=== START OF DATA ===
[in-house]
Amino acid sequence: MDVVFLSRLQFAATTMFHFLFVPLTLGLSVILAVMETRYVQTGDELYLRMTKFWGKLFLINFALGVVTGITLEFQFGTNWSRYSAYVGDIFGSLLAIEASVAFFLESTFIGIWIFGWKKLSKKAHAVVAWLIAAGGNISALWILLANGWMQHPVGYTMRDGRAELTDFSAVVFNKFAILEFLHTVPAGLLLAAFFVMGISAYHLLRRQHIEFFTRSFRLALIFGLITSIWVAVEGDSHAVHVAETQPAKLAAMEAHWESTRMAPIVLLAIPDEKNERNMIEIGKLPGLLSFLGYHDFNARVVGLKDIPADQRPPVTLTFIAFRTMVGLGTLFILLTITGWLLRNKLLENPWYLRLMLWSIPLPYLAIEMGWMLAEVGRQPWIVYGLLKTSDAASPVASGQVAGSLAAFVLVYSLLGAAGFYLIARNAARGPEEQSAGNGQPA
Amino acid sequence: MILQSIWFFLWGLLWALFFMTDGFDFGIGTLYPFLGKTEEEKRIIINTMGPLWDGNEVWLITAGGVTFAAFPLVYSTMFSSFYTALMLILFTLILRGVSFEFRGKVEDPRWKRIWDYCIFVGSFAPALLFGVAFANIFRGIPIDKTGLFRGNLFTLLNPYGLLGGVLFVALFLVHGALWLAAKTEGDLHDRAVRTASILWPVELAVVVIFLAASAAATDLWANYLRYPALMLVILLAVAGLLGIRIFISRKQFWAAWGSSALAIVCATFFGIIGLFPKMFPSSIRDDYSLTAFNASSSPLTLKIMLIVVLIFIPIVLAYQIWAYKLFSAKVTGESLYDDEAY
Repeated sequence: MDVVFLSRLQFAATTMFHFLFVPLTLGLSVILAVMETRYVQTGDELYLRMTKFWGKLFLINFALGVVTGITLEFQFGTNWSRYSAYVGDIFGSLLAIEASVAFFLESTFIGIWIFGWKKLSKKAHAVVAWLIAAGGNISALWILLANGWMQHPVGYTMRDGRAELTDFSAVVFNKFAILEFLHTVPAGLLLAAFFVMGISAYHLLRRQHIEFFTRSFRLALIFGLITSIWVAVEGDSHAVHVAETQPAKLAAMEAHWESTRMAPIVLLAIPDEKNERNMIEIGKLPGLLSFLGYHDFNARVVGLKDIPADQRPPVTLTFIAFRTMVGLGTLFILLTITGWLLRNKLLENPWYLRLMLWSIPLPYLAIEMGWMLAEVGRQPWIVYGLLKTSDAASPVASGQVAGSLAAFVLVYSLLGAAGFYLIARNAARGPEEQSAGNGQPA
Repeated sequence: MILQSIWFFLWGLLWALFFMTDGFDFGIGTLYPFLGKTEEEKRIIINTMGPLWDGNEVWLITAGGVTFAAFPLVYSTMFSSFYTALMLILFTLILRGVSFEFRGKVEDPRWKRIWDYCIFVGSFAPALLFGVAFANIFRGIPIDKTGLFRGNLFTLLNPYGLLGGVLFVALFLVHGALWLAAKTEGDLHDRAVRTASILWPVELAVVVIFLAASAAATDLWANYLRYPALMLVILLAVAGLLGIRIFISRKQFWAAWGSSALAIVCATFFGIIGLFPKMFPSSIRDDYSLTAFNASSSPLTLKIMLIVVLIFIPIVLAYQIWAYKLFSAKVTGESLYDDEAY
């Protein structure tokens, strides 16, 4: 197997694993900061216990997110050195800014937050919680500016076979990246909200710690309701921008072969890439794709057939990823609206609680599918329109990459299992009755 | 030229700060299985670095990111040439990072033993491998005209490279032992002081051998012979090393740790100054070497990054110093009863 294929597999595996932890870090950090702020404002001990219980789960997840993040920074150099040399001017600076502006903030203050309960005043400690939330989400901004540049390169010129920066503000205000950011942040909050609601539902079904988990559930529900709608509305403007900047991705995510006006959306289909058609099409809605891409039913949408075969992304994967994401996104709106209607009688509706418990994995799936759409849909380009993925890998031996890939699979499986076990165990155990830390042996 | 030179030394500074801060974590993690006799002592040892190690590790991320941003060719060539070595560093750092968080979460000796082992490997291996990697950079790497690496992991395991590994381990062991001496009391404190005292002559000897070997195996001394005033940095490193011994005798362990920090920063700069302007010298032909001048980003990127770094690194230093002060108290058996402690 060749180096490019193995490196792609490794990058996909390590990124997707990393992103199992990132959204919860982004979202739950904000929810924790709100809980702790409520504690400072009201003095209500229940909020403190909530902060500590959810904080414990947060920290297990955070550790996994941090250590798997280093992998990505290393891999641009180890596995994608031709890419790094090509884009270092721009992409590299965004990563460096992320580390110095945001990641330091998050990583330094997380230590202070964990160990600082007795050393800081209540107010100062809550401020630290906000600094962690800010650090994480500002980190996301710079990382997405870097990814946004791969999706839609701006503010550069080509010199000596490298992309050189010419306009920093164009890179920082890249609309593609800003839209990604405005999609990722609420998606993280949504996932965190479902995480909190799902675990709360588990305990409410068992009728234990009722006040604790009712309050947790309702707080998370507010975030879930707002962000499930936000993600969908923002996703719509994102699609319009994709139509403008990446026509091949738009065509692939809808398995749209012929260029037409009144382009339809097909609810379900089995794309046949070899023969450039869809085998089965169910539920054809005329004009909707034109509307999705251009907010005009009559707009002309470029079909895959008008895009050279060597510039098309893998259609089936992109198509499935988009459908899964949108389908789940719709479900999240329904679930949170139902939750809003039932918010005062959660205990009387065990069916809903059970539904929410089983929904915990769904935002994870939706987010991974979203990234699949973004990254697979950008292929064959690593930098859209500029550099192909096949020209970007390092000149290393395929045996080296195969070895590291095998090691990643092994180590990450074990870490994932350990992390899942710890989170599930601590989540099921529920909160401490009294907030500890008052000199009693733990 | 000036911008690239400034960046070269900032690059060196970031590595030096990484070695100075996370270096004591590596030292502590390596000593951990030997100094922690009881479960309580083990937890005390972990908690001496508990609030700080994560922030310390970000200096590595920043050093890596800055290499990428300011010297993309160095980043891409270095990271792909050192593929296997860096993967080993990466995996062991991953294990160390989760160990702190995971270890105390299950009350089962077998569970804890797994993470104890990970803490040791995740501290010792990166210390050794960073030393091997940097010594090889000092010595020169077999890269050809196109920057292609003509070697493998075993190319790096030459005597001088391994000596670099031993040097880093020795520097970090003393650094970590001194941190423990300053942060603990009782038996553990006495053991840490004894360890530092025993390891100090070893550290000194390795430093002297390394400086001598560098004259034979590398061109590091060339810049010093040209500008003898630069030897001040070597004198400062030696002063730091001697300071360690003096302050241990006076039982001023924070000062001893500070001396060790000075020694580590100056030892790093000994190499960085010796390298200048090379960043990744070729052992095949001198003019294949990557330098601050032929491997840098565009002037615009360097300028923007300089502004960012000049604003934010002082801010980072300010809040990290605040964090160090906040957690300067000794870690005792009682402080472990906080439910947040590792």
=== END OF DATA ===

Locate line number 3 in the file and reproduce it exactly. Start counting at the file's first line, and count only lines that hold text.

Amino acid sequence: MILQSIWFFLWGLLWALFFMTDGFDFGIGTLYPFLGKTEEEKRIIINTMGPLWDGNEVWLITAGGVTFAAFPLVYSTMFSSFYTALMLILFTLILRGVSFEFRGKVEDPRWKRIWDYCIFVGSFAPALLFGVAFANIFRGIPIDKTGLFRGNLFTLLNPYGLLGGVLFVALFLVHGALWLAAKTEGDLHDRAVRTASILWPVELAVVVIFLAASAAATDLWANYLRYPALMLVILLAVAGLLGIRIFISRKQFWAAWGSSALAIVCATFFGIIGLFPKMFPSSIRDDYSLTAFNASSSPLTLKIMLIVVLIFIPIVLAYQIWAYKLFSAKVTGESLYDDEAY